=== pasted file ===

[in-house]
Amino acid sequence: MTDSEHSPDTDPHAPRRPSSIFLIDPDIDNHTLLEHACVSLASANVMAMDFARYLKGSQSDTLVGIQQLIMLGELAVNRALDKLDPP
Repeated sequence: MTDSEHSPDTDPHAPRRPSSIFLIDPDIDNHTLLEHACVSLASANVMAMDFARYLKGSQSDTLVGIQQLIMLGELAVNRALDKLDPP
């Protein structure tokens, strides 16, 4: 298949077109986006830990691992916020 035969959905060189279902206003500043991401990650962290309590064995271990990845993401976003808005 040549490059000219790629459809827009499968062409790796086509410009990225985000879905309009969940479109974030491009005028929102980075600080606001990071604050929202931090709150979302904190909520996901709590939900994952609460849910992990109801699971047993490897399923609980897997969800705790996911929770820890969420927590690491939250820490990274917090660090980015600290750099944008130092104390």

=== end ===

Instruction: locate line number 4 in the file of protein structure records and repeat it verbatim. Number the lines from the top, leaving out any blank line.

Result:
């Protein structure tokens, strides 16, 4: 298949077109986006830990691992916020 035969959905060189279902206003500043991401990650962290309590064995271990990845993401976003808005 040549490059000219790629459809827009499968062409790796086509410009990225985000879905309009969940479109974030491009005028929102980075600080606001990071604050929202931090709150979302904190909520996901709590939900994952609460849910992990109801699971047993490897399923609980897997969800705790996911929770820890969420927590690491939250820490990274917090660090980015600290750099944008130092104390």